Chaminade Julienne has offered Biomedical Sciences and Engineering courses since 2008 in partnership with Project Lead the Way (PLTW), and in the spring of 2011 became the first Catholic high school in the nation—and one of just four secondary schools in all of Ohio—dually certified by the non-profit organization to provide both its innovative STEM courses. (Learn more about CJ's national PLTW certification.)

“Our aim is to inspire students with an interest in these fields to seek ways to serve their community by equipping them with the talent, skill and desire to make a difference beyond this one week of camp,” said Draeger.

Summer PE a Fun Option for CJ Students

With nearly 160 students combining to fill up two three-week sessions of gym class held during the peak of summer vacation, it is safe to say that the secret is out about these unique, optional courses offered at CJ—they are a blast!

John Zaidain, CJ physical education teacher, helped increase the popularity of the summer gym program, which started roughly seven years ago with only 60 participants, by arranging fun activities throughout Dayton for students in both sessions. Entering his 39th year at CJ, Zaidain taught the first session from June 13 through July 1, 2011 with help from instructors Brad Kassner, science teacher; Kelly Muhl, administrative assistant in the Guidance Office; and Adam Mintz, physical education teacher at Holy Angels.

“The school wanted to offer the option to kids to take gym in the summer so that they could get more classes in during the school year,” Zaidain explained, an alternative that has worked well for Kyle Shoup ‘14. Taking gym both this summer and last has allowed the sophomore to fulfill his physical education requirement and make room for courses including Spanish and Engineering through Project Lead the Way, but he recommends taking advantage of the program for many reasons.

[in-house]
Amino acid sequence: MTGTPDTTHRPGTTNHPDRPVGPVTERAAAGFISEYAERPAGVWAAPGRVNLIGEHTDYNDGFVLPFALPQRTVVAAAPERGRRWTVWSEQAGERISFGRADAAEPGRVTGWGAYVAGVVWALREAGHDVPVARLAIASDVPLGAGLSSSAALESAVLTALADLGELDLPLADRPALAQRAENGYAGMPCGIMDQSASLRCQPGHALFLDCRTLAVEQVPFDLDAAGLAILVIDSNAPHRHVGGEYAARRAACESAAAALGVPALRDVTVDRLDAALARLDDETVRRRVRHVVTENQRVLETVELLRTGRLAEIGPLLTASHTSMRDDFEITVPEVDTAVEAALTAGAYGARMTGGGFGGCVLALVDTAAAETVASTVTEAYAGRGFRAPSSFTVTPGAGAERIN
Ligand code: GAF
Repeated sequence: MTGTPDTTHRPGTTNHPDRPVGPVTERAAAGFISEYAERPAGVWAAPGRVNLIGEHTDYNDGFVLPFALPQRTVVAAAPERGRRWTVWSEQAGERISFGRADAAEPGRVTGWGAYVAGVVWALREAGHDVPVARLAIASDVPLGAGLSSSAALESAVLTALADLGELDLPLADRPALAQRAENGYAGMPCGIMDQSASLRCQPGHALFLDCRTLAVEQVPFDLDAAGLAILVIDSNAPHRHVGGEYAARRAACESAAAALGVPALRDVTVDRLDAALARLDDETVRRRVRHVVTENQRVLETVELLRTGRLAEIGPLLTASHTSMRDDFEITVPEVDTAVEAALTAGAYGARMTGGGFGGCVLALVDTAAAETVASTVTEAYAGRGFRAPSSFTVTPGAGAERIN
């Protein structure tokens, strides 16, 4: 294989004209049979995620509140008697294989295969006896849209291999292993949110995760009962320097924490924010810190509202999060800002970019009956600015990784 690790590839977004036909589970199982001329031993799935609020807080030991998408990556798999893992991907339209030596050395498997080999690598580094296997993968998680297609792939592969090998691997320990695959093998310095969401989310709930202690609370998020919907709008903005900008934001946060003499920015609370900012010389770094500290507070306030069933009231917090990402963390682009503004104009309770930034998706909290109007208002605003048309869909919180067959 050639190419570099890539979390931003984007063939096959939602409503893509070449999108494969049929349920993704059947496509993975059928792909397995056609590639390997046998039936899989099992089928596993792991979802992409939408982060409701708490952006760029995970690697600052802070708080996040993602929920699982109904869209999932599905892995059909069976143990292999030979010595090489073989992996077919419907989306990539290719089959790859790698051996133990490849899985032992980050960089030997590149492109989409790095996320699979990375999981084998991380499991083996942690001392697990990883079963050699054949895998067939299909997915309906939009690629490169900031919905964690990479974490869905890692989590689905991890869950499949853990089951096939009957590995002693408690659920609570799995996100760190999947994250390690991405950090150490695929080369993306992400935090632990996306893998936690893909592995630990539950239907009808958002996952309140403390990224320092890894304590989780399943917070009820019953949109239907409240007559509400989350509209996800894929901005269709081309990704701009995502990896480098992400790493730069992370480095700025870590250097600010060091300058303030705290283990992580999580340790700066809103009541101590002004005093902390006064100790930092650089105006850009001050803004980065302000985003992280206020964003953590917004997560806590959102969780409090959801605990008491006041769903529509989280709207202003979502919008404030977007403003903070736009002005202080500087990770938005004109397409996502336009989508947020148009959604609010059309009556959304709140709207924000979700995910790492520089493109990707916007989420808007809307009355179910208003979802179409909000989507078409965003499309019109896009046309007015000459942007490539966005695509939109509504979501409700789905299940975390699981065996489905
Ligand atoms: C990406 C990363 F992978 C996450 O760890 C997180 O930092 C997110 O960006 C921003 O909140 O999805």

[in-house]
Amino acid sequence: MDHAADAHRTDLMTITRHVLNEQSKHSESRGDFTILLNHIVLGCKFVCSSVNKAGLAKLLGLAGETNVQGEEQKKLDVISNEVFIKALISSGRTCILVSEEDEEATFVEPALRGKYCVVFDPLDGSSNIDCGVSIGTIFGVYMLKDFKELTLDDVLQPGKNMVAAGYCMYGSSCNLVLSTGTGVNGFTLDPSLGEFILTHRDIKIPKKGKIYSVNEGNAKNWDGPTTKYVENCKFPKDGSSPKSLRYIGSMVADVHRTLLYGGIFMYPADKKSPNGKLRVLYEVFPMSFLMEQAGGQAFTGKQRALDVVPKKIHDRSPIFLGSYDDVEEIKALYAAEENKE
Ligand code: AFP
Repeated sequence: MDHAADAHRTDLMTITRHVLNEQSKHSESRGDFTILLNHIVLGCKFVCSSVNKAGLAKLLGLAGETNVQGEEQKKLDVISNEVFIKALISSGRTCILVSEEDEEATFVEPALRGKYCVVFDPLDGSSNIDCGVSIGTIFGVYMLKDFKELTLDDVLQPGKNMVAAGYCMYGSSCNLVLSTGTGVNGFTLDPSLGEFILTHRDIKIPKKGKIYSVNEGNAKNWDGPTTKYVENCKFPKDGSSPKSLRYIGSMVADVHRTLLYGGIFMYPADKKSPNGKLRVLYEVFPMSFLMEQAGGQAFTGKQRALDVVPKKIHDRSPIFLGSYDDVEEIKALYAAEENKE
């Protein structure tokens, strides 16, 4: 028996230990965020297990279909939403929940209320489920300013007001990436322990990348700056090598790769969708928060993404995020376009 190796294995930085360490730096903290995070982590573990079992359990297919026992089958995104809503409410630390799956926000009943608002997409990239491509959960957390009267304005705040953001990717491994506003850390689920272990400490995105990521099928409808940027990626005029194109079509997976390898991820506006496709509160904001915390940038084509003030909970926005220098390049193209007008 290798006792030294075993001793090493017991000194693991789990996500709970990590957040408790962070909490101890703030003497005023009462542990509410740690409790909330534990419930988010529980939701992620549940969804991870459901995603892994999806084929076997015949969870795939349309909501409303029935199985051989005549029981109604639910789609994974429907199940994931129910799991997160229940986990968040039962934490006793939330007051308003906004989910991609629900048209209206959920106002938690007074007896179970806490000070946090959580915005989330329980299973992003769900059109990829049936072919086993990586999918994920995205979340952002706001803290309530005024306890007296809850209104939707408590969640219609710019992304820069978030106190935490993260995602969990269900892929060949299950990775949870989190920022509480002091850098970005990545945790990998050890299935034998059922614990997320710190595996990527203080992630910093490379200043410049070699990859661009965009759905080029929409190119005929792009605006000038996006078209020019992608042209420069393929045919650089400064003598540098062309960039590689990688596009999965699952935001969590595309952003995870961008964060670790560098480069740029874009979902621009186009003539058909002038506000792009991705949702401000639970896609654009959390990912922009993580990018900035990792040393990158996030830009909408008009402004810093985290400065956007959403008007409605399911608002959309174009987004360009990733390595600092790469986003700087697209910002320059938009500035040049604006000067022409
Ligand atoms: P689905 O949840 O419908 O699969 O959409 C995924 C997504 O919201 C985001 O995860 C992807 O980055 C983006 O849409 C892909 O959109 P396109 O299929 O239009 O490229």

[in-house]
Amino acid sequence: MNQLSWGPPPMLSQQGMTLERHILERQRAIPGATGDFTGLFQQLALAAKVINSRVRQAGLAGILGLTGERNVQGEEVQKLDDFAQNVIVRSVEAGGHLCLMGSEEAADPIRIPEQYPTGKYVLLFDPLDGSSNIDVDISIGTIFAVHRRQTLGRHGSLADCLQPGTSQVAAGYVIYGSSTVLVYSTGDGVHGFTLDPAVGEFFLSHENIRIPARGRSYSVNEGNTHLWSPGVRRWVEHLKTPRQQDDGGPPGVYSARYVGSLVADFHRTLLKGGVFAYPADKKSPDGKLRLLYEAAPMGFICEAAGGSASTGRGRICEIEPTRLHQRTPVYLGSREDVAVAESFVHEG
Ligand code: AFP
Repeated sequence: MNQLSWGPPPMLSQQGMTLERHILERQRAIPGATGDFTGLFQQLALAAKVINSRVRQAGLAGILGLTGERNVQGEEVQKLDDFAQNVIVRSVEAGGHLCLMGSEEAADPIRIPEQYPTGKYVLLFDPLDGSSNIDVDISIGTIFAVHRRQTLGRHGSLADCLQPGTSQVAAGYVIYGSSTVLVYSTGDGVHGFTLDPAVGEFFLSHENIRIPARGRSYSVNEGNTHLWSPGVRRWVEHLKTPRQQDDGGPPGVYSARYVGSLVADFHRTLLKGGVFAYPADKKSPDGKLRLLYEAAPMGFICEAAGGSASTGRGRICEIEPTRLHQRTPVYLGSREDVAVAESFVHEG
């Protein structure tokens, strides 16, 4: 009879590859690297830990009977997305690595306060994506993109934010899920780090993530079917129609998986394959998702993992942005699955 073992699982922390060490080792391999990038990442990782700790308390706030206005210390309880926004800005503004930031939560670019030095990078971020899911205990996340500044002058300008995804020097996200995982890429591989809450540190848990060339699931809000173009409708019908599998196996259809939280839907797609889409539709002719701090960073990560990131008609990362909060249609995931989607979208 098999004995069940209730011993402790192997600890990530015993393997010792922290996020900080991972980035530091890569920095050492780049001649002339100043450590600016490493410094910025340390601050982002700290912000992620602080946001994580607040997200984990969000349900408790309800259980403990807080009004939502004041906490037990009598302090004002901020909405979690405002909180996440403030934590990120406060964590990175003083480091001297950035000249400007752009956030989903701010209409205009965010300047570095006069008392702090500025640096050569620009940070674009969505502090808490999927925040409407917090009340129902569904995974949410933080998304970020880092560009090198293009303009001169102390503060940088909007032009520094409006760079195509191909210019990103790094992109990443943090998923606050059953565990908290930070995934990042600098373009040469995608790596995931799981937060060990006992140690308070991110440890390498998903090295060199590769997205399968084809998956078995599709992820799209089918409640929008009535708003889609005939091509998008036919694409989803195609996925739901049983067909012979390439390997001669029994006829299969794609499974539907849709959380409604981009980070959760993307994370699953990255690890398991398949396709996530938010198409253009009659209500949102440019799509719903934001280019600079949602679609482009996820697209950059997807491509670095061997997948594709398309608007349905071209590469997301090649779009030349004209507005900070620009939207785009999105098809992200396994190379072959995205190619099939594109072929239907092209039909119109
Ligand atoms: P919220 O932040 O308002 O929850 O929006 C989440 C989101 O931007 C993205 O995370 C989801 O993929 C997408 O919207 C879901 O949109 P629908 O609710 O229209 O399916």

“It’s the best way to get involved with the CJ community before you step in the building,” Shoup said.  Students, especially incoming freshman, have a chance to meet classmates before the first day of school while participating in 15 different activities, both on and off campus, over 15 days.  Students in the first session enjoyed laser tag in Centerville, ice skating at South Metro Sports near Springboro, playing field games at Athletes in Action in Xenia, and competing in small groups on the track at the University of Dayton, among other things.

“The new thing this year was staying on campus and using our new Student Conditioning Center,” said Zaidain.  On-campus activities also included climbing a rock wall and maneuvering through a high ropes and low ropes course set up across from the school building on Washington Street (pictured above).

“We got to do a lot more things in the summer that we couldn’t do in a regular gym class,” said Alex Zavakos, an incoming freshman from Holy Angels. “I’ve met a lot of kids from different schools that I didn’t know before.”

The second session of summer physical education began on Tuesday, July 5 under the instruction of CJ faculty and staff members Andy Helms and Charlie Szabo, and will conclude on Monday, July 25. Information regarding registering for the 2012 summer physical education program or summer health class will be distributed with the 2012-2013 registration information in January 2012.